Structural basis of biological function


Where does translation occur and what components a

  • Prokaryotes - In cytoplasm
  • Eukaryotes - In cytoplasm or on the ER membrane.


  • tRNA - Clover leaf shape
  •             70 nucleotides long
  •              Amino acid joins to 3' end (CCA) at 2' or 3' hydroxyl of the A
  •              Contains modified bases dihydrouridine (D), ribothyamine (T), pseudouridine (psi),                     inosine (I), or methylguanosine (mG). 
  •              tRNA can undergo wobble base pairing
  •                         5' - 3' anticodon - codon: I -> C, A, U
  •                                                                 U - A, G
  •                                                                 G - C, U
  •                                                                  A -> U
  •                                                                  C-> G
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what components are involved part 2

  • ribosome
  •            Has a large and a small subunit (50 & 30 in prokaryotes or 60 & 40 in eukaryotes).
  •             Eukaryotes = 80S
  •              Prokaryotes - 70S
  • Three sites: Aminoacyl - entry site for charged tRNA
  •                     peptidyl - site of peptide bond formation
  •                     exit - site of exit for tRNA
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  • aminoacyl-tRNA synthetase binds to ATP, creating AMP, which forms an amino acid - AMP complex.
  • tRNA bonds, releasing the AMP and creating a high energy ester bond.
  • It is a nucleophilic attack
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Initiation in prokaryotes

  • IF1 binds to the A site, and IF3 binds to the small subunit.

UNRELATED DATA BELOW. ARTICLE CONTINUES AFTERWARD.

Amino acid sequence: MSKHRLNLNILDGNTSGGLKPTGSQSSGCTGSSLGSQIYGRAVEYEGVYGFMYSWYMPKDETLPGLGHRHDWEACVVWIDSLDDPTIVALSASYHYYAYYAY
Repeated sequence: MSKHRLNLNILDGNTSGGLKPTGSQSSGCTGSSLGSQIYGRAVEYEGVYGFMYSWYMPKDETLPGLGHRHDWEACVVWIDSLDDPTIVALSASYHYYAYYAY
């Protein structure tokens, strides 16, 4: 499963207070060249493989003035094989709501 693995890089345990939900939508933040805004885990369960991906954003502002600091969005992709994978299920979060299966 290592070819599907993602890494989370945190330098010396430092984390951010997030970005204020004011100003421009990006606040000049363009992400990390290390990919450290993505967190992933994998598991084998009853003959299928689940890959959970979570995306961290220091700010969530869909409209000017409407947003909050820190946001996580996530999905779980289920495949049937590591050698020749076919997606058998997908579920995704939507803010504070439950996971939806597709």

• 16s rRNA binds to the Shine Dalgarno sequence. 
  • IF2-GTP-formyl-methionine complex with a tRNA binds to the small subunit, and the anticodon pairs with the AUG on the mRNA at the P site.
  • IF3 and IF1 dissociate, allowing the large/small subunit to connect and freeing the A site (respectively),
  • GTP hydrolysis releases IF2. 
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Initiation in eukaryotes

1. eIF1 and eIF1A bind to the A site.

2. eIF3 binds to the small subunit.

3. The eIF2- methionine complex is still there, but without the GTP.

4. The GTP is attached to eIF5.

All of this is the 43S preinitiation complex

5. mRNA is attaches to eIF4A, B, E(binds 5' cap), and G (binds the polyA tail using polyA binding proteins PABPC). 

eIF3 attaches to eIF4G, connecting the mRNA complex and 43S complex, forming the 48S preinitiation complex.

6. The polyA tail and 5' cap dissociate and eIF2 looks for the kozac sequence

7. eIF5B guides the large subunit into position and binds to eIF1A.

8. eIF5 GTP hydrolysis by eIF2 releases everything bar the 5b/1A complex.

9. The GTP hydrolysis of eIF5B releases the rest of the complex, and the polyA tail and 5' cap reassociate.

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Elongation in prokaryotes

1. EF-TU-GTP delivers the aminoacyltRNA to the A site. 

2. Correct anticodon/codon base pairing causes GTP hydrolysis, releasing EF-TU.

3. A peptide bond forms by peptidyl transferase activity using the 23S rRNA, a ribozyme.

                     This is a condensation reaction, and so releasing H2O.

4. EF-G-GTP binds to the small subunit, and GTP hydrolysis causes the ribosome to slide along the mRNA, moving the contents of the P site to the E site, and the A site to the P site. 

5. The E site tRNA is ejected, and the process repeats. 

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Elongation in eukaryotes

the EF-TU is replaced by eEF1 - alpha

The EF-G is replaced by eEF2

The 23S ribozyme is replaced by a 28S ribozyme.

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Termination in prokaryotes

1. 2 release factors bind to stop codons in the A site:

                   RF1 - UAA and UAG

                   RF2 - UAA and UGA

2. RF3 detects when RF1 and RF2 have interacted correctly.

3. Upon correct interaaction, RF3 hydrolyses GTP and RF1 or 2 cleaves the peptidyl-tRNA bond.

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Termination in eukaryotes

  • RF1/2 is replaced by eRF1
  • RF3 is replaced by eRF3.
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